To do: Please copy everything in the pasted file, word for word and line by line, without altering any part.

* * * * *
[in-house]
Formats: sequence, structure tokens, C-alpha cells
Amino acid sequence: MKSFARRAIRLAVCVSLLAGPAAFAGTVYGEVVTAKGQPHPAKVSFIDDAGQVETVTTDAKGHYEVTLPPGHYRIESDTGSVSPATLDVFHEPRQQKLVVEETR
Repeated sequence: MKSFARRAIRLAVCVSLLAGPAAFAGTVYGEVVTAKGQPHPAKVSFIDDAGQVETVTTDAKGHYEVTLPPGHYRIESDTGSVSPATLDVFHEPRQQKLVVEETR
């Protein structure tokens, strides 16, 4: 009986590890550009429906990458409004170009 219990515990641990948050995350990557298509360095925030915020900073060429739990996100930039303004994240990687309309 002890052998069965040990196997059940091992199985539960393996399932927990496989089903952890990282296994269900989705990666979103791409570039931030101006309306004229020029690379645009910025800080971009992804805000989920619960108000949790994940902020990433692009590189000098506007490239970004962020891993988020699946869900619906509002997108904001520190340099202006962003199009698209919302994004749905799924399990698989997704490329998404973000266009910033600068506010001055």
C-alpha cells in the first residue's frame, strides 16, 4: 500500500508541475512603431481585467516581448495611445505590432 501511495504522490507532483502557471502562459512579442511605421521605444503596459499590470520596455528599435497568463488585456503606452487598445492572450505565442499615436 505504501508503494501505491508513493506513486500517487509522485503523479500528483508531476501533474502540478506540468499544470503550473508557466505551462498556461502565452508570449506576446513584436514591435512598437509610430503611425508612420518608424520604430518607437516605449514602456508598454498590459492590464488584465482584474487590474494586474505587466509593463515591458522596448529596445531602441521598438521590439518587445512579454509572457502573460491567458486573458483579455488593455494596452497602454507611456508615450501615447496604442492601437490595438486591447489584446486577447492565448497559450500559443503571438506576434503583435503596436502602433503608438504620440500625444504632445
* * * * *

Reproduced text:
[in-house]
Formats: sequence, structure tokens, C-alpha cells
Amino acid sequence: MKSFARRAIRLAVCVSLLAGPAAFAGTVYGEVVTAKGQPHPAKVSFIDDAGQVETVTTDAKGHYEVTLPPGHYRIESDTGSVSPATLDVFHEPRQQKLVVEETR
Repeated sequence: MKSFARRAIRLAVCVSLLAGPAAFAGTVYGEVVTAKGQPHPAKVSFIDDAGQVETVTTDAKGHYEVTLPPGHYRIESDTGSVSPATLDVFHEPRQQKLVVEETR
């Protein structure tokens, strides 16, 4: 009986590890550009429906990458409004170009 219990515990641990948050995350990557298509360095925030915020900073060429739990996100930039303004994240990687309309 002890052998069965040990196997059940091992199985539960393996399932927990496989089903952890990282296994269900989705990666979103791409570039931030101006309306004229020029690379645009910025800080971009992804805000989920619960108000949790994940902020990433692009590189000098506007490239970004962020891993988020699946869900619906509002997108904001520190340099202006962003199009698209919302994004749905799924399990698989997704490329998404973000266009910033600068506010001055």
C-alpha cells in the first residue's frame, strides 16, 4: 500500500508541475512603431481585467516581448495611445505590432 501511495504522490507532483502557471502562459512579442511605421521605444503596459499590470520596455528599435497568463488585456503606452487598445492572450505565442499615436 505504501508503494501505491508513493506513486500517487509522485503523479500528483508531476501533474502540478506540468499544470503550473508557466505551462498556461502565452508570449506576446513584436514591435512598437509610430503611425508612420518608424520604430518607437516605449514602456508598454498590459492590464488584465482584474487590474494586474505587466509593463515591458522596448529596445531602441521598438521590439518587445512579454509572457502573460491567458486573458483579455488593455494596452497602454507611456508615450501615447496604442492601437490595438486591447489584446486577447492565448497559450500559443503571438506576434503583435503596436502602433503608438504620440500625444504632445